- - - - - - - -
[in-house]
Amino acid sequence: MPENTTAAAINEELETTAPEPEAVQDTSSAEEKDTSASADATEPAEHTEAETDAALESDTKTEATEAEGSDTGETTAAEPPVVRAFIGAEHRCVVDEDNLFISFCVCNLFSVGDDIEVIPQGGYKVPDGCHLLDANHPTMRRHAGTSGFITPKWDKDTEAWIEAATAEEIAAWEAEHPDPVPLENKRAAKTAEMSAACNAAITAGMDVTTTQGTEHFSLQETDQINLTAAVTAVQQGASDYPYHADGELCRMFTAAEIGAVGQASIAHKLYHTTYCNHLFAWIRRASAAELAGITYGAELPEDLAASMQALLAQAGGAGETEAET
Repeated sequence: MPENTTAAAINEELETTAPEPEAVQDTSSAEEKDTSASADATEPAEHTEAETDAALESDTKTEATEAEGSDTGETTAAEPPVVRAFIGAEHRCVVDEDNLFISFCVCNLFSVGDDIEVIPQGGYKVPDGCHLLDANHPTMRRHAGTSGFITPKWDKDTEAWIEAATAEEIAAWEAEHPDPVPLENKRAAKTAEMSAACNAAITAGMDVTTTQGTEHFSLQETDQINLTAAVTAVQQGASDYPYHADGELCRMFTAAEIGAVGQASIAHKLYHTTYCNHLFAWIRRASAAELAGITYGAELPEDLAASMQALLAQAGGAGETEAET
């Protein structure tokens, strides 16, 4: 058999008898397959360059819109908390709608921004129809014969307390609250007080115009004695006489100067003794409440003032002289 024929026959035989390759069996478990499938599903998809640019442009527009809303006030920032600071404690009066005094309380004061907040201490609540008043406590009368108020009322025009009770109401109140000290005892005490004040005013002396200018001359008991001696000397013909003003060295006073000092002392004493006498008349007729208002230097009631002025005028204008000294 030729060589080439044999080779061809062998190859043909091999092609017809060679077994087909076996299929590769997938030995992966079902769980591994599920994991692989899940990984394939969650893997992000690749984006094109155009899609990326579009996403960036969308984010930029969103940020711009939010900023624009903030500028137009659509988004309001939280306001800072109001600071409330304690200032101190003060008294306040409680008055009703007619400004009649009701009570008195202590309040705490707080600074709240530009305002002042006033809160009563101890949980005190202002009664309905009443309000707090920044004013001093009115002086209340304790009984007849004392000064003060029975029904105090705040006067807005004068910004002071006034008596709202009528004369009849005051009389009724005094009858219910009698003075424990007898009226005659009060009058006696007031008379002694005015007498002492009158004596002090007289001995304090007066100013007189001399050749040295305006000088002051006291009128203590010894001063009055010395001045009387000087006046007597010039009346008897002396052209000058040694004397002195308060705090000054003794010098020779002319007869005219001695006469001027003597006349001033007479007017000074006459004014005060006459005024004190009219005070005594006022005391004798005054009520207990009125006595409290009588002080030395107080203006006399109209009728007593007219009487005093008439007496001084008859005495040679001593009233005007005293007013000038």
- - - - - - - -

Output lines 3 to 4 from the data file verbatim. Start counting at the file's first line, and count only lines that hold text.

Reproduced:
Repeated sequence: MPENTTAAAINEELETTAPEPEAVQDTSSAEEKDTSASADATEPAEHTEAETDAALESDTKTEATEAEGSDTGETTAAEPPVVRAFIGAEHRCVVDEDNLFISFCVCNLFSVGDDIEVIPQGGYKVPDGCHLLDANHPTMRRHAGTSGFITPKWDKDTEAWIEAATAEEIAAWEAEHPDPVPLENKRAAKTAEMSAACNAAITAGMDVTTTQGTEHFSLQETDQINLTAAVTAVQQGASDYPYHADGELCRMFTAAEIGAVGQASIAHKLYHTTYCNHLFAWIRRASAAELAGITYGAELPEDLAASMQALLAQAGGAGETEAET
């Protein structure tokens, strides 16, 4: 058999008898397959360059819109908390709608921004129809014969307390609250007080115009004695006489100067003794409440003032002289 024929026959035989390759069996478990499938599903998809640019442009527009809303006030920032600071404690009066005094309380004061907040201490609540008043406590009368108020009322025009009770109401109140000290005892005490004040005013002396200018001359008991001696000397013909003003060295006073000092002392004493006498008349007729208002230097009631002025005028204008000294 030729060589080439044999080779061809062998190859043909091999092609017809060679077994087909076996299929590769997938030995992966079902769980591994599920994991692989899940990984394939969650893997992000690749984006094109155009899609990326579009996403960036969308984010930029969103940020711009939010900023624009903030500028137009659509988004309001939280306001800072109001600071409330304690200032101190003060008294306040409680008055009703007619400004009649009701009570008195202590309040705490707080600074709240530009305002002042006033809160009563101890949980005190202002009664309905009443309000707090920044004013001093009115002086209340304790009984007849004392000064003060029975029904105090705040006067807005004068910004002071006034008596709202009528004369009849005051009389009724005094009858219910009698003075424990007898009226005659009060009058006696007031008379002694005015007498002492009158004596002090007289001995304090007066100013007189001399050749040295305006000088002051006291009128203590010894001063009055010395001045009387000087006046007597010039009346008897002396052209000058040694004397002195308060705090000054003794010098020779002319007869005219001695006469001027003597006349001033007479007017000074006459004014005060006459005024004190009219005070005594006022005391004798005054009520207990009125006595409290009588002080030395107080203006006399109209009728007593007219009487005093008439007496001084008859005495040679001593009233005007005293007013000038």